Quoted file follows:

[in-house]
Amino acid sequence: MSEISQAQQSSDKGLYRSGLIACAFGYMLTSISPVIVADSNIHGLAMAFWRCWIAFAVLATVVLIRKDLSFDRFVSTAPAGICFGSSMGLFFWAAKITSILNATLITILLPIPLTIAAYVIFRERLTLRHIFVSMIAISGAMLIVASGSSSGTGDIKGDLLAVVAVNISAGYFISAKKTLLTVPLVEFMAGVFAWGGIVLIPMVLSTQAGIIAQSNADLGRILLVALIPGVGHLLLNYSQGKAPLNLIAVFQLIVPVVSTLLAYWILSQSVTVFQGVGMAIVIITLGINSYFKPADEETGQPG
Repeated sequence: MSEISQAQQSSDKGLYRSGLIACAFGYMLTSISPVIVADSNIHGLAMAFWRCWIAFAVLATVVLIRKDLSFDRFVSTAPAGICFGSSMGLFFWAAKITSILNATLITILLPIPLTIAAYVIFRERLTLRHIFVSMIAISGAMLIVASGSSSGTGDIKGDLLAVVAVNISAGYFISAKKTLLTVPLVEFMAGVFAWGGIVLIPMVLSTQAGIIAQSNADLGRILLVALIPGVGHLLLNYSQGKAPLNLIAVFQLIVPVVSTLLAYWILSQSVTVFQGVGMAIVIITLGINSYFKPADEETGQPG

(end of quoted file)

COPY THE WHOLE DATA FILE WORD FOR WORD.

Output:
[in-house]
Amino acid sequence: MSEISQAQQSSDKGLYRSGLIACAFGYMLTSISPVIVADSNIHGLAMAFWRCWIAFAVLATVVLIRKDLSFDRFVSTAPAGICFGSSMGLFFWAAKITSILNATLITILLPIPLTIAAYVIFRERLTLRHIFVSMIAISGAMLIVASGSSSGTGDIKGDLLAVVAVNISAGYFISAKKTLLTVPLVEFMAGVFAWGGIVLIPMVLSTQAGIIAQSNADLGRILLVALIPGVGHLLLNYSQGKAPLNLIAVFQLIVPVVSTLLAYWILSQSVTVFQGVGMAIVIITLGINSYFKPADEETGQPG
Repeated sequence: MSEISQAQQSSDKGLYRSGLIACAFGYMLTSISPVIVADSNIHGLAMAFWRCWIAFAVLATVVLIRKDLSFDRFVSTAPAGICFGSSMGLFFWAAKITSILNATLITILLPIPLTIAAYVIFRERLTLRHIFVSMIAISGAMLIVASGSSSGTGDIKGDLLAVVAVNISAGYFISAKKTLLTVPLVEFMAGVFAWGGIVLIPMVLSTQAGIIAQSNADLGRILLVALIPGVGHLLLNYSQGKAPLNLIAVFQLIVPVVSTLLAYWILSQSVTVFQGVGMAIVIITLGINSYFKPADEETGQPG